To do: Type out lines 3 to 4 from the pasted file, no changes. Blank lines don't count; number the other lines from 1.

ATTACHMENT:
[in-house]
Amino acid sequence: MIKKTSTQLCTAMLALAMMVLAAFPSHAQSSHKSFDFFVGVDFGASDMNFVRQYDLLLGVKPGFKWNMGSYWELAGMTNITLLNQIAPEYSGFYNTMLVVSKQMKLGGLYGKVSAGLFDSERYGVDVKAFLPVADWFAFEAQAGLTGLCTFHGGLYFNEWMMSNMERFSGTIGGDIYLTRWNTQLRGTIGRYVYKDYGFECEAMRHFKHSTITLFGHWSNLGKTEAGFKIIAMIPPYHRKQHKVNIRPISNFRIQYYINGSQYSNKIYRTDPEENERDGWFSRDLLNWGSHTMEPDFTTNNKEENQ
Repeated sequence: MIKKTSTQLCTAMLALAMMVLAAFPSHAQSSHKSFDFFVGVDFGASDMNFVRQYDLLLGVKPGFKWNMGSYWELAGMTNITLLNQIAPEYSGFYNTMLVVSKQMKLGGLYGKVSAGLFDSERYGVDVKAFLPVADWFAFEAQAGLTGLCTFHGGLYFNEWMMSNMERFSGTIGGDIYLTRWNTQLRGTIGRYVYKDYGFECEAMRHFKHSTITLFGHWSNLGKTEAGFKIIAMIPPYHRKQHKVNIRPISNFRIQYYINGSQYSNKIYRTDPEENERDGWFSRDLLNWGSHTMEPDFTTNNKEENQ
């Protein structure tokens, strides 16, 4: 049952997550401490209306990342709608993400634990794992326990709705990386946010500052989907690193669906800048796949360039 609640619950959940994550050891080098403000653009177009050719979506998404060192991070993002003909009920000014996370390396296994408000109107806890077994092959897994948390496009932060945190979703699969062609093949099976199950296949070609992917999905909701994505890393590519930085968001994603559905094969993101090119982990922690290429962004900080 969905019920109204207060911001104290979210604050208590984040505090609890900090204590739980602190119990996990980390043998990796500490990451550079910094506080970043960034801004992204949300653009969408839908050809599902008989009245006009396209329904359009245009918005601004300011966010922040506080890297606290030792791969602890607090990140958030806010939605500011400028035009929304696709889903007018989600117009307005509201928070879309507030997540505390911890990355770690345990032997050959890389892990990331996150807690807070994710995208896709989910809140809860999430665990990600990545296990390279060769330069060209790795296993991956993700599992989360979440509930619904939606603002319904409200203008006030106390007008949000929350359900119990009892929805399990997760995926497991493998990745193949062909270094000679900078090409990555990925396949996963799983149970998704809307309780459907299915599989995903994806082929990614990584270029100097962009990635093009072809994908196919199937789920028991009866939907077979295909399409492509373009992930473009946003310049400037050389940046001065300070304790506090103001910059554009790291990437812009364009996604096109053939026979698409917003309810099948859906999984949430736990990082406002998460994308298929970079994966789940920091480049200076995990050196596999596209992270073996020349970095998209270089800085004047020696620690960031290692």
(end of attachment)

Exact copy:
Repeated sequence: MIKKTSTQLCTAMLALAMMVLAAFPSHAQSSHKSFDFFVGVDFGASDMNFVRQYDLLLGVKPGFKWNMGSYWELAGMTNITLLNQIAPEYSGFYNTMLVVSKQMKLGGLYGKVSAGLFDSERYGVDVKAFLPVADWFAFEAQAGLTGLCTFHGGLYFNEWMMSNMERFSGTIGGDIYLTRWNTQLRGTIGRYVYKDYGFECEAMRHFKHSTITLFGHWSNLGKTEAGFKIIAMIPPYHRKQHKVNIRPISNFRIQYYINGSQYSNKIYRTDPEENERDGWFSRDLLNWGSHTMEPDFTTNNKEENQ
């Protein structure tokens, strides 16, 4: 049952997550401490209306990342709608993400634990794992326990709705990386946010500052989907690193669906800048796949360039 609640619950959940994550050891080098403000653009177009050719979506998404060192991070993002003909009920000014996370390396296994408000109107806890077994092959897994948390496009932060945190979703699969062609093949099976199950296949070609992917999905909701994505890393590519930085968001994603559905094969993101090119982990922690290429962004900080 969905019920109204207060911001104290979210604050208590984040505090609890900090204590739980602190119990996990980390043998990796500490990451550079910094506080970043960034801004992204949300653009969408839908050809599902008989009245006009396209329904359009245009918005601004300011966010922040506080890297606290030792791969602890607090990140958030806010939605500011400028035009929304696709889903007018989600117009307005509201928070879309507030997540505390911890990355770690345990032997050959890389892990990331996150807690807070994710995208896709989910809140809860999430665990990600990545296990390279060769330069060209790795296993991956993700599992989360979440509930619904939606603002319904409200203008006030106390007008949000929350359900119990009892929805399990997760995926497991493998990745193949062909270094000679900078090409990555990925396949996963799983149970998704809307309780459907299915599989995903994806082929990614990584270029100097962009990635093009072809994908196919199937789920028991009866939907077979295909399409492509373009992930473009946003310049400037050389940046001065300070304790506090103001910059554009790291990437812009364009996604096109053939026979698409917003309810099948859906999984949430736990990082406002998460994308298929970079994966789940920091480049200076995990050196596999596209992270073996020349970095998209270089800085004047020696620690960031290692």